Stairway to Heaven

A truly original American, “The Man in Black” has just passed away.

[quote=“AP”]Johnny Cash Dies at 71

NEW YORK - Johnny Cash (news), a towering figure in American music spanning country, rock and folk and known worldwide as “The Man in Black,” has died, according to hospital officials in Nashville, Tenn. He was 71.

“Johnny died due to complications from diabetes, which resulted in respiratory failure,” said Cash’s manager, Lou Robin, in a press release issued by Baptist Hospital in Nashville.

The release said Cash died at the hospital at 1 a.m. EDT. He was released from Baptist on Wednesday where he had spent two weeks being treated for an unspecified stomach ailment.

“I hope that friends and fans of Johnny will pray for the Cash family to find comfort during this very difficult time,” Robin said.

Cash had battled a disease of the nervous system, autonomic neuropathy, and pneumonia in recent years and was once diagnosed with a disease called Shy-Drager’s syndrome, a diagnosis that was later deemed to be erroneous.

Dozens of hit records like “Folsom Prison Blues,” “I Walk the Line,” and “Sunday Morning Coming Down” defined Cash’s persona: a haunted, dignified, resilient spokesman for the working man and downtrodden.

Cash’s deeply lined face fit well with his unsteady voice, which was limited in range but used to great effect to sing about prisoners, heartaches, and tales of everyday life. He wrote much of his own material, and was among the first to record the songs of Bob Dylan (news) and Kris Kristofferson (news).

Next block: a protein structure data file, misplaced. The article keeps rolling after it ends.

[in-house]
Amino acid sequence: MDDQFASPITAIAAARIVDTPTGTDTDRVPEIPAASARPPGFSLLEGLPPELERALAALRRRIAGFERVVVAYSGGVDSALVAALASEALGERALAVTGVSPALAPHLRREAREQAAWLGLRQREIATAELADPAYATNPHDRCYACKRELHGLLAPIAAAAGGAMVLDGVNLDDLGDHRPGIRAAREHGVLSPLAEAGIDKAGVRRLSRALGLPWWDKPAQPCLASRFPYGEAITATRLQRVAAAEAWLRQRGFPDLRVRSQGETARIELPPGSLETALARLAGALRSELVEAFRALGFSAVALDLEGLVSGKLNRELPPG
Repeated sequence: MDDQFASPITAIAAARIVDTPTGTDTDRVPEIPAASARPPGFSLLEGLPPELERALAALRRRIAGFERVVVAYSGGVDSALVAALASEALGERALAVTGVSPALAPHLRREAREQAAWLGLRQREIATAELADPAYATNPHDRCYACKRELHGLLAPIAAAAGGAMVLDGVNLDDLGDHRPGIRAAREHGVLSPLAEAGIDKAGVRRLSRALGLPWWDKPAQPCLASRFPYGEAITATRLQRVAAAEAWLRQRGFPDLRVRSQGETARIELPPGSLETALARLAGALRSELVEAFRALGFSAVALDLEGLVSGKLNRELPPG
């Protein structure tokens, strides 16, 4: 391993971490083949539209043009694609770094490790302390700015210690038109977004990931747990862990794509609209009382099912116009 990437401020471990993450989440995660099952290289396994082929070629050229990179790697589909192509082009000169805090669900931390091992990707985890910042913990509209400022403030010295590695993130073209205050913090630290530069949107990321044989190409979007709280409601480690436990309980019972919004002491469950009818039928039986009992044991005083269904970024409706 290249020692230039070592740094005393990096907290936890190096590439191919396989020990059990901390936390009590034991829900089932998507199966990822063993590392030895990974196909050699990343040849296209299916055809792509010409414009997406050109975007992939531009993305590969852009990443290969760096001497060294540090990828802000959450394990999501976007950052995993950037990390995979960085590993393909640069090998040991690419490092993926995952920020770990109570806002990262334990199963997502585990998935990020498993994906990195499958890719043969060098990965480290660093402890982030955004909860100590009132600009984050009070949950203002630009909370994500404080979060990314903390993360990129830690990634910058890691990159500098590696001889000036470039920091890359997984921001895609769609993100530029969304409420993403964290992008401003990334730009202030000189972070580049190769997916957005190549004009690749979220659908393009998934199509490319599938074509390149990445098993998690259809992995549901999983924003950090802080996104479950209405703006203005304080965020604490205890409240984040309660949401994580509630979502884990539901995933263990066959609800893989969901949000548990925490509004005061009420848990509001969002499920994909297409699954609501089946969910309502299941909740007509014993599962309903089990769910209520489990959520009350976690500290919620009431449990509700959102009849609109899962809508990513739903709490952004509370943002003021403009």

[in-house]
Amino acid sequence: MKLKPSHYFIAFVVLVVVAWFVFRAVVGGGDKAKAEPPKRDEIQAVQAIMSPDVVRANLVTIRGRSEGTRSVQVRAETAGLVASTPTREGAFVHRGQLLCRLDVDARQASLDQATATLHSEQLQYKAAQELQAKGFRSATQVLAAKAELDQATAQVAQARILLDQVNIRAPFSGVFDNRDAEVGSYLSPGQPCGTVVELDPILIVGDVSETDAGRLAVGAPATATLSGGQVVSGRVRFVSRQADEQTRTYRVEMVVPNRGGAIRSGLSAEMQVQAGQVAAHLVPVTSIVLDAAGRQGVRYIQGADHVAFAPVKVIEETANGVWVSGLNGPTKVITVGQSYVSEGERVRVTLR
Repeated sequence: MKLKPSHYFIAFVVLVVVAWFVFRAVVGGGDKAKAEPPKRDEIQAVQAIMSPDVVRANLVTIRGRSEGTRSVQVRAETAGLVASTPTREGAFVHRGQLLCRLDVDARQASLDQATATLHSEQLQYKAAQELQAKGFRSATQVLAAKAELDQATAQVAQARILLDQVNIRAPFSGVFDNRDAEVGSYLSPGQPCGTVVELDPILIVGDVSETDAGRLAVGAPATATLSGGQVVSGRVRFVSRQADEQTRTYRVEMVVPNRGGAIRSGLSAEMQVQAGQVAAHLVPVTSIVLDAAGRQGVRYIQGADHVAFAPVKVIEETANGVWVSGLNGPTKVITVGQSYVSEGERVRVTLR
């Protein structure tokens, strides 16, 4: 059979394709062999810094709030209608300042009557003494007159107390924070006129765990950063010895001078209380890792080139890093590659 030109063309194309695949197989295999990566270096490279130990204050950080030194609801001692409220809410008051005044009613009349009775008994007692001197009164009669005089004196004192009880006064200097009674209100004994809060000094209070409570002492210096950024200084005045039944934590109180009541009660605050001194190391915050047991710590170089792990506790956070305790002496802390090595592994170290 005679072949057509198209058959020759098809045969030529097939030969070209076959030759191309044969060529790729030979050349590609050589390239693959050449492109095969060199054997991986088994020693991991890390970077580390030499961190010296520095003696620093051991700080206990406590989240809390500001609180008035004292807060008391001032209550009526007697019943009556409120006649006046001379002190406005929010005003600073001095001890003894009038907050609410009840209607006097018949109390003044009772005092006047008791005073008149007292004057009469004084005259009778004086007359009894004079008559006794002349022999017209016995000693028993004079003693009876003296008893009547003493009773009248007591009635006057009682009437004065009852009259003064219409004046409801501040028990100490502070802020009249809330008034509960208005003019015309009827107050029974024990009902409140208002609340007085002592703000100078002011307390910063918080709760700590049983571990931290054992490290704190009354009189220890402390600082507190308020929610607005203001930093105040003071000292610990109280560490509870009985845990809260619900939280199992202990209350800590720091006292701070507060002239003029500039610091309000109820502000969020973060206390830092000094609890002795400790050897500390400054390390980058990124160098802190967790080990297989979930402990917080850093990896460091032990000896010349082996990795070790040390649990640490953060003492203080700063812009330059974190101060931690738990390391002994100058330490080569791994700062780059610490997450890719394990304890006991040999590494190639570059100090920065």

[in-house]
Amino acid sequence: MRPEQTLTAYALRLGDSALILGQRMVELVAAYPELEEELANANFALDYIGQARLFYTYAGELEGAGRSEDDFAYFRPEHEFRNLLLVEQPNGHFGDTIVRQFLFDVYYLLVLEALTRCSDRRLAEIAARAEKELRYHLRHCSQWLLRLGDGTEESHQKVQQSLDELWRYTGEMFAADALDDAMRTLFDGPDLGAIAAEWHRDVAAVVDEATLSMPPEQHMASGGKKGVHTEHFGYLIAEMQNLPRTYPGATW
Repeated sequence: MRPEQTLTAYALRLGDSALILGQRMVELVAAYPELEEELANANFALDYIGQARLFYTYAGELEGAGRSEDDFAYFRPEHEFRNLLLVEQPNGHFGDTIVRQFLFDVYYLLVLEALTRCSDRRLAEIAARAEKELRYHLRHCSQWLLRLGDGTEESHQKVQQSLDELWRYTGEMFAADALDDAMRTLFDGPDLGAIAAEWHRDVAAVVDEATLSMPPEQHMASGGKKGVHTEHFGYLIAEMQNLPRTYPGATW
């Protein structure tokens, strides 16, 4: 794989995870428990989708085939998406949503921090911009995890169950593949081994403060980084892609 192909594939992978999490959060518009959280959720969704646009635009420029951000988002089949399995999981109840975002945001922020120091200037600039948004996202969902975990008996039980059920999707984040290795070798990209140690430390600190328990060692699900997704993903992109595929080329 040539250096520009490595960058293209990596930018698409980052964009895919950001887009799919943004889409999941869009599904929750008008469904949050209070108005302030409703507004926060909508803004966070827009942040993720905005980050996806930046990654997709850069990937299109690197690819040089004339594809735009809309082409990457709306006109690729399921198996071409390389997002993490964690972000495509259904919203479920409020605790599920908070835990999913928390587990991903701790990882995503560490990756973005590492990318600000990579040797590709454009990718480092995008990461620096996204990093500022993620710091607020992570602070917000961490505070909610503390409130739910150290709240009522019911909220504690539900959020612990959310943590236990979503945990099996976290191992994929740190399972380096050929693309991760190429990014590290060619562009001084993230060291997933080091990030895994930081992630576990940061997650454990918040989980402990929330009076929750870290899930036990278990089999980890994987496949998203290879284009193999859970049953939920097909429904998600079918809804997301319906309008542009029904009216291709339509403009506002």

“One Piece at a Time” was about an assembly line worker who built a car out of parts stolen from his factory. “A Boy Named Sue” was a comical story of a father who gives his son a girl’s name to make him tough. “The Ballad of Ira Hayes” told of the drunken death of an American Indian soldier who helped raised the American flag at Iwo Jima during World War II, but returned to harsh racism in America.

Cash said in his 1997 autobiography “Cash” that he tried to speak for “voices that were ignored or even suppressed in the entertainment media, not to mention the political and educational establishments.”

Cash’s career spanned generations, with each finding something of value in his simple records, many of which used his trademark “boom-chicka-boom” rhythm.

Cash was a peer of Elvis Presley when rock ‘n’ roll was born in Memphis in the 1950s, and he scored hits like “Cry! Cry! Cry!” during that era. He had a longtime friendship and recorded with Dylan, who has cited Cash as a major influence.